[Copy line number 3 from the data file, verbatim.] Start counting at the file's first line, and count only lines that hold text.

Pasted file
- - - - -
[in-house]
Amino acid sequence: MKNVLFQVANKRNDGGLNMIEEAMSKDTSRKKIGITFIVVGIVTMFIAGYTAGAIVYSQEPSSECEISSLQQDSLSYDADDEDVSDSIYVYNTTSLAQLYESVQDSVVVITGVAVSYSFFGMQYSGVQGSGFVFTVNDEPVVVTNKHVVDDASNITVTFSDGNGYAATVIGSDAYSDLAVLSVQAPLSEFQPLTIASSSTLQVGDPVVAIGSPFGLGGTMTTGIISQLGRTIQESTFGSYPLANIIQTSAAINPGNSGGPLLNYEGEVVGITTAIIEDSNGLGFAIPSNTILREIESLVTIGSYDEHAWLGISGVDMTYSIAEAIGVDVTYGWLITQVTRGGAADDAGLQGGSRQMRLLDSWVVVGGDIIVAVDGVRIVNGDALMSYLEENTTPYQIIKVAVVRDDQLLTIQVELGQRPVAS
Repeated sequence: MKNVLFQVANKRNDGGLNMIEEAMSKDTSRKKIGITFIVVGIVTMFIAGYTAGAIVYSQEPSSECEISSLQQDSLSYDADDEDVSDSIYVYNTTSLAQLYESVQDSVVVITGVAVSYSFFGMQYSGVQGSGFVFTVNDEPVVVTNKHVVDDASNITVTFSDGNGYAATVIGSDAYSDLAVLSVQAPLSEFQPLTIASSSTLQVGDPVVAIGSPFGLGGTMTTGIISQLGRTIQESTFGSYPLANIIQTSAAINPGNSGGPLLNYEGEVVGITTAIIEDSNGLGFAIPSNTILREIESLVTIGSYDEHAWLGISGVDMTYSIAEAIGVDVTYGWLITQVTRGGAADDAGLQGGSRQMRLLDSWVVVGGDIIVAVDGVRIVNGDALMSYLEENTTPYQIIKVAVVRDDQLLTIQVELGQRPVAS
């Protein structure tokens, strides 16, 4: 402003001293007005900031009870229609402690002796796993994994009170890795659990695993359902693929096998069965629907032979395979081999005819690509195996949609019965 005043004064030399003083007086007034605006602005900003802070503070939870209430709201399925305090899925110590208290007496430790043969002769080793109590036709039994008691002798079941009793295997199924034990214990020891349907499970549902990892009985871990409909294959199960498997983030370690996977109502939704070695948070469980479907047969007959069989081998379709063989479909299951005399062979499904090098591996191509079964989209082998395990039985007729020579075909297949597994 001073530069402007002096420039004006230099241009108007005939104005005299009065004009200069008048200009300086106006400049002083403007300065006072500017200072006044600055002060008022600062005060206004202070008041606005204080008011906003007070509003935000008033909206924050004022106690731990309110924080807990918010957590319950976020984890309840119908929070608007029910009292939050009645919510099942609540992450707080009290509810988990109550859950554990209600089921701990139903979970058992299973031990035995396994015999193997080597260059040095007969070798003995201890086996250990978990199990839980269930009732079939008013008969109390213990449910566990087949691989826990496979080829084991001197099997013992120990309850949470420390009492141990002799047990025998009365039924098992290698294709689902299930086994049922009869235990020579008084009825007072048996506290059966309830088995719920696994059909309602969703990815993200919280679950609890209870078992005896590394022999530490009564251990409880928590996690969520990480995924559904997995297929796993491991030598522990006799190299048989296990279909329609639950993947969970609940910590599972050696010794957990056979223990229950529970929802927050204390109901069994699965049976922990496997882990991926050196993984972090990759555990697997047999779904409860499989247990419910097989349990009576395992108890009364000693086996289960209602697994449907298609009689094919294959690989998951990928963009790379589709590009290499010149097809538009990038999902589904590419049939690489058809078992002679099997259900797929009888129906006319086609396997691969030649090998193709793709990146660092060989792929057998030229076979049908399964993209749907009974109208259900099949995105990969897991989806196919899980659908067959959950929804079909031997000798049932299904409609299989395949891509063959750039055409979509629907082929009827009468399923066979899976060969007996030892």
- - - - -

Repeated sequence: MKNVLFQVANKRNDGGLNMIEEAMSKDTSRKKIGITFIVVGIVTMFIAGYTAGAIVYSQEPSSECEISSLQQDSLSYDADDEDVSDSIYVYNTTSLAQLYESVQDSVVVITGVAVSYSFFGMQYSGVQGSGFVFTVNDEPVVVTNKHVVDDASNITVTFSDGNGYAATVIGSDAYSDLAVLSVQAPLSEFQPLTIASSSTLQVGDPVVAIGSPFGLGGTMTTGIISQLGRTIQESTFGSYPLANIIQTSAAINPGNSGGPLLNYEGEVVGITTAIIEDSNGLGFAIPSNTILREIESLVTIGSYDEHAWLGISGVDMTYSIAEAIGVDVTYGWLITQVTRGGAADDAGLQGGSRQMRLLDSWVVVGGDIIVAVDGVRIVNGDALMSYLEENTTPYQIIKVAVVRDDQLLTIQVELGQRPVAS